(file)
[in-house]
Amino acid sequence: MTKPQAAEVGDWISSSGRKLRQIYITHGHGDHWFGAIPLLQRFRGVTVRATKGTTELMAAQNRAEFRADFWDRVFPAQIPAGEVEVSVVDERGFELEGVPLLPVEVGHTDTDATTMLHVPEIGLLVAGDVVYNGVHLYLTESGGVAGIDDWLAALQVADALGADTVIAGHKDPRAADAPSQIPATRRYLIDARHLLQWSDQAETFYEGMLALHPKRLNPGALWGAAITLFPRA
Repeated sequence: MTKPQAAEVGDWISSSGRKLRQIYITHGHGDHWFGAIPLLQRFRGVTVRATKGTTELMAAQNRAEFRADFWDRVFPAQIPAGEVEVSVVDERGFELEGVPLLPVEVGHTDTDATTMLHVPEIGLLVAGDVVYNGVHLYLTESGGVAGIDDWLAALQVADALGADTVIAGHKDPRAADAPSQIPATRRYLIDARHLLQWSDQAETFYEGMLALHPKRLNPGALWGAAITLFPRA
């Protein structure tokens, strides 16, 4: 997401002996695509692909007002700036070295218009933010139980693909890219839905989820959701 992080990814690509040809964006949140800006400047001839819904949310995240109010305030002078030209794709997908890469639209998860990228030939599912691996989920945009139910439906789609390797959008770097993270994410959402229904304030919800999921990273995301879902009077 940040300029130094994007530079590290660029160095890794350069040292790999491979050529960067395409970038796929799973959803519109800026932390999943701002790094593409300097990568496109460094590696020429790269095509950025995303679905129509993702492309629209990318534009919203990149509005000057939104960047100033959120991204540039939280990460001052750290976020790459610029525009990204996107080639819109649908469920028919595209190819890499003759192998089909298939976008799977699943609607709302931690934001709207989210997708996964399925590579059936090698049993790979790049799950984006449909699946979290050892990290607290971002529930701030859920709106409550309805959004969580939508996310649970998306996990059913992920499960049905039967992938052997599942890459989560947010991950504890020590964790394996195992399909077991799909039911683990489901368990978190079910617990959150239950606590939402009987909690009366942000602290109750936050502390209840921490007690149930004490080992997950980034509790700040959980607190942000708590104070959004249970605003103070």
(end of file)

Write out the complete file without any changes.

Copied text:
[in-house]
Amino acid sequence: MTKPQAAEVGDWISSSGRKLRQIYITHGHGDHWFGAIPLLQRFRGVTVRATKGTTELMAAQNRAEFRADFWDRVFPAQIPAGEVEVSVVDERGFELEGVPLLPVEVGHTDTDATTMLHVPEIGLLVAGDVVYNGVHLYLTESGGVAGIDDWLAALQVADALGADTVIAGHKDPRAADAPSQIPATRRYLIDARHLLQWSDQAETFYEGMLALHPKRLNPGALWGAAITLFPRA
Repeated sequence: MTKPQAAEVGDWISSSGRKLRQIYITHGHGDHWFGAIPLLQRFRGVTVRATKGTTELMAAQNRAEFRADFWDRVFPAQIPAGEVEVSVVDERGFELEGVPLLPVEVGHTDTDATTMLHVPEIGLLVAGDVVYNGVHLYLTESGGVAGIDDWLAALQVADALGADTVIAGHKDPRAADAPSQIPATRRYLIDARHLLQWSDQAETFYEGMLALHPKRLNPGALWGAAITLFPRA
């Protein structure tokens, strides 16, 4: 997401002996695509692909007002700036070295218009933010139980693909890219839905989820959701 992080990814690509040809964006949140800006400047001839819904949310995240109010305030002078030209794709997908890469639209998860990228030939599912691996989920945009139910439906789609390797959008770097993270994410959402229904304030919800999921990273995301879902009077 940040300029130094994007530079590290660029160095890794350069040292790999491979050529960067395409970038796929799973959803519109800026932390999943701002790094593409300097990568496109460094590696020429790269095509950025995303679905129509993702492309629209990318534009919203990149509005000057939104960047100033959120991204540039939280990460001052750290976020790459610029525009990204996107080639819109649908469920028919595209190819890499003759192998089909298939976008799977699943609607709302931690934001709207989210997708996964399925590579059936090698049993790979790049799950984006449909699946979290050892990290607290971002529930701030859920709106409550309805959004969580939508996310649970998306996990059913992920499960049905039967992938052997599942890459989560947010991950504890020590964790394996195992399909077991799909039911683990489901368990978190079910617990959150239950606590939402009987909690009366942000602290109750936050502390209840921490007690149930004490080992997950980034509790700040959980607190942000708590104070959004249970605003103070």